Liberals started the Unemployment Insurance benefits cutting in 1998

and the Conservatives continued bashing the unemployed…

Just 36.6% of unemployed workers are receiving Employment Insurance — an all-time low in Canada, according to the latest government statistics.

The new milestone, calculated by comparing the number of regular EI beneficiaries in the latest Statistics Canada report with the number of unemployed workers from the Labour Force Survey, follows a series of policy changes over the last two decades that have made access to benefits increasingly difficult.

In 1990, 83% of the unemployed received benefits, but it took a dive to 42% in 1998 — when the former Liberal government redesigned the program to make it far less generous. After further changes by the Harper government in recent years, the beneficiaries-to-unemployed ratio fell below 40% in 2012 for the first time in almost 40 years.



Stephen Lewis Rips Harper

LewisWorth repeating: Stephen Lewis told the Symons Lecture on the future of confederation:

Canada’s world standing is in free fall.

The Harper government’s contempt for Parliament and its traditions has degraded political life and fostered voter cynicism.

Its attitude to aboriginals is not paternalistic, it is racist.

Harper’s refusal to join the rest of the world and move toward renewable energy sources is endangering future generations and contributing to a looming planetary meltdown.

Civil society and the ideas it fosters have been slapped down and censored, subverting democratic norms.

“There is a radical ideological agenda gripping this country,” Lewis said, “but it’s not the environmentalists or the other targeted groups committed to the quest for social justice; it’s the political leadership.”




Watch Stephen Lewis rip apart the “absurd” Conservative family tax plan

Stephen Lewis is fired up.

In a keynote address to the Child Care 2020 conference in Winnipeg, the former Canadian ambassador to the UN ripped apart the Conservatives’ claim that their new income splitting tax scheme and expanded Universal Child Care benefit will offer meaningful help to families struggling with their child care needs.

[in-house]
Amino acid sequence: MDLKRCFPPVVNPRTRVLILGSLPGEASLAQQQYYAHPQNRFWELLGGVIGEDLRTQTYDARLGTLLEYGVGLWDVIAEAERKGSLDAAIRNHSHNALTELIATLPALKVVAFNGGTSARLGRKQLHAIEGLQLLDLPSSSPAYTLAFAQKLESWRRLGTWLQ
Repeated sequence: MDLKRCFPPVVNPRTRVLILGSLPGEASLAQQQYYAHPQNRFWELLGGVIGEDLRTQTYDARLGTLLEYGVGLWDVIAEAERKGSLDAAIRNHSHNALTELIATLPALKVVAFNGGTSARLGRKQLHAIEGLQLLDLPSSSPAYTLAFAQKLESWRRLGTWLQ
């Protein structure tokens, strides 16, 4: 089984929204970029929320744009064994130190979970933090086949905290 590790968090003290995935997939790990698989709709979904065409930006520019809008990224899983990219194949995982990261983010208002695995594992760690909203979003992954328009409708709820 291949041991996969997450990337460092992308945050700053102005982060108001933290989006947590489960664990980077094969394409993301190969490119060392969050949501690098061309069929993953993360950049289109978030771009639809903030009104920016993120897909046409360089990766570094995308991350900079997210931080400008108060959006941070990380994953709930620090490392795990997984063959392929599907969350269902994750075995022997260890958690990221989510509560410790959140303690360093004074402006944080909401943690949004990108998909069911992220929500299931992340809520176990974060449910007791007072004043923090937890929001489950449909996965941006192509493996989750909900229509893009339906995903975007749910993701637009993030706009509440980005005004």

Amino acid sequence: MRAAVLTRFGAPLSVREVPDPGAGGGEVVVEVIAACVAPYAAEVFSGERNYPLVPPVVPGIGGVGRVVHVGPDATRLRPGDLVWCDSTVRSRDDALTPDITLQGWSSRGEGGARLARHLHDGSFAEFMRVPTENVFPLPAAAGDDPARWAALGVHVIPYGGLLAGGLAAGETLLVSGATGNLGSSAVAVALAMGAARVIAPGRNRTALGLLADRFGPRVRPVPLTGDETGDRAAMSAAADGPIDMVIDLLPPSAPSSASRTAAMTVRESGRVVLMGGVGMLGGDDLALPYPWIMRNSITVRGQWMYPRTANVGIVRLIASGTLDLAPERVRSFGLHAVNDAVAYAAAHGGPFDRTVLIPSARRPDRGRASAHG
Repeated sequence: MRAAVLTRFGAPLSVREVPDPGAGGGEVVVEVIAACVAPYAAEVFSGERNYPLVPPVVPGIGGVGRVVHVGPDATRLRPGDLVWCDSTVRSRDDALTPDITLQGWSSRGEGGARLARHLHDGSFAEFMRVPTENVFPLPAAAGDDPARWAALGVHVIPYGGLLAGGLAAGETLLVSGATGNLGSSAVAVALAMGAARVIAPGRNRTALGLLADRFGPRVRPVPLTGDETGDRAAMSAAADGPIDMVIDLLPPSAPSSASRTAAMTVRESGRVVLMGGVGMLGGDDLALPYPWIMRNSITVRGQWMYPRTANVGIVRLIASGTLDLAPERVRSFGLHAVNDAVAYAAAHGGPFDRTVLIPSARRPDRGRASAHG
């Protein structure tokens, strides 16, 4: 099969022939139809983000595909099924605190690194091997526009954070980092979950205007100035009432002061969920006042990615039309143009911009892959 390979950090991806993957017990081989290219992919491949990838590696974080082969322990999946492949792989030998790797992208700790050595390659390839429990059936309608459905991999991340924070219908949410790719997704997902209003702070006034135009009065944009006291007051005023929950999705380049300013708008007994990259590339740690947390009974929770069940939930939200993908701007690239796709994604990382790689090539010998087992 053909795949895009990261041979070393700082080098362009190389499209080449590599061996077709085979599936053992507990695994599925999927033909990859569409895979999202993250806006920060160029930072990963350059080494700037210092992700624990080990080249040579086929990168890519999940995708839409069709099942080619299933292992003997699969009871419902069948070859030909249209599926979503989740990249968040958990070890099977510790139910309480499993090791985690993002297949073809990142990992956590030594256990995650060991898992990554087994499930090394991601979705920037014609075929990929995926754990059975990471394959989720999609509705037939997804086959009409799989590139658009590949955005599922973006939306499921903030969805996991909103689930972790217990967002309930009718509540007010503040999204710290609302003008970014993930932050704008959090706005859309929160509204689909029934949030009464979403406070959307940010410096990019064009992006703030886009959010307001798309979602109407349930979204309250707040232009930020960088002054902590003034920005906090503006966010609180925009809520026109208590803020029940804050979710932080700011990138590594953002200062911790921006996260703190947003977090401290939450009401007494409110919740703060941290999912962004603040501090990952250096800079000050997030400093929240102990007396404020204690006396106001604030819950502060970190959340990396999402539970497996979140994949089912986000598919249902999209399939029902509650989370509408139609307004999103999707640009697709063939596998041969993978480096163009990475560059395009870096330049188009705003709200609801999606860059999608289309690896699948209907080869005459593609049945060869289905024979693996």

That’s just “financial rubbish” — as well as “spurious and absurd,” Lewis told Child Care 2020, which wraps up Saturday.

“It has absolutely nothing to do with child care,” said Lewis. “Why would anyone allow them to sell that?”

Rather, “it’s a debate about tax policy. It’s a debate about tax benefits. It’s not a debate about child care.”



Lewis has a point.

A recent report from the Moving Child Care Forward Project found that Canada only has enough child care spaces for 22.5% of all children up to five years old; across the country, 69.7% of mothers of children between 0 and two years old and 76.6% of mothers of children between the ages of three and five participate in the labour force.

But a $160 monthly baby bonus won’t create one child care space, despite a price tag of over $26 billion. The Conservative tax cut, meanwhile, will see the majority of families with kids receive no benefit. And among those families that will qualify for the income splitting scheme, the benefits skew heavily toward the wealthiest families.

Together, this “Family Tax Plan” doesn’t go far in covering child care costs that are now as high as a median monthly fee of $1,324 for toddlers in Toronto.